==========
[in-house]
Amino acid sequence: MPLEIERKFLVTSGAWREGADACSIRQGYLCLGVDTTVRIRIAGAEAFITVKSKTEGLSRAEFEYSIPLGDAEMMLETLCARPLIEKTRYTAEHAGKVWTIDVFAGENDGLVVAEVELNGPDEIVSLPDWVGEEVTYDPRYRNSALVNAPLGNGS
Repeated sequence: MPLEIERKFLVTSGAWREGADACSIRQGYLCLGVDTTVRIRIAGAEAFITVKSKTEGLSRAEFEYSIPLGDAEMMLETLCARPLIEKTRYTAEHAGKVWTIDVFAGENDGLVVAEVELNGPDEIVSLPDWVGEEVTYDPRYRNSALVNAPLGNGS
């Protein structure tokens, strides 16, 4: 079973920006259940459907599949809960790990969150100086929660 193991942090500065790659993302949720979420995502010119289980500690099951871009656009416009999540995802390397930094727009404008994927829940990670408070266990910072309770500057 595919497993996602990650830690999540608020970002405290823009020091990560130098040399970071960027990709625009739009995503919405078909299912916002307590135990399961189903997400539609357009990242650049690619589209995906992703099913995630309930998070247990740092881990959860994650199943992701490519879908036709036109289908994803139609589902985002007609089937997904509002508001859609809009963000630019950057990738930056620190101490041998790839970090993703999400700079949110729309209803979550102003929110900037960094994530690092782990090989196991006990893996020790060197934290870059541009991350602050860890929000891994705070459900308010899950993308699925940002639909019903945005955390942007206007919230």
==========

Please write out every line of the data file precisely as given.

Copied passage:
[in-house]
Amino acid sequence: MPLEIERKFLVTSGAWREGADACSIRQGYLCLGVDTTVRIRIAGAEAFITVKSKTEGLSRAEFEYSIPLGDAEMMLETLCARPLIEKTRYTAEHAGKVWTIDVFAGENDGLVVAEVELNGPDEIVSLPDWVGEEVTYDPRYRNSALVNAPLGNGS
Repeated sequence: MPLEIERKFLVTSGAWREGADACSIRQGYLCLGVDTTVRIRIAGAEAFITVKSKTEGLSRAEFEYSIPLGDAEMMLETLCARPLIEKTRYTAEHAGKVWTIDVFAGENDGLVVAEVELNGPDEIVSLPDWVGEEVTYDPRYRNSALVNAPLGNGS
């Protein structure tokens, strides 16, 4: 079973920006259940459907599949809960790990969150100086929660 193991942090500065790659993302949720979420995502010119289980500690099951871009656009416009999540995802390397930094727009404008994927829940990670408070266990910072309770500057 595919497993996602990650830690999540608020970002405290823009020091990560130098040399970071960027990709625009739009995503919405078909299912916002307590135990399961189903997400539609357009990242650049690619589209995906992703099913995630309930998070247990740092881990959860994650199943992701490519879908036709036109289908994803139609589902985002007609089937997904509002508001859609809009963000630019950057990738930056620190101490041998790839970090993703999400700079949110729309209803979550102003929110900037960094994530690092782990090989196991006990893996020790060197934290870059541009991350602050860890929000891994705070459900308010899950993308699925940002639909019903945005955390942007206007919230």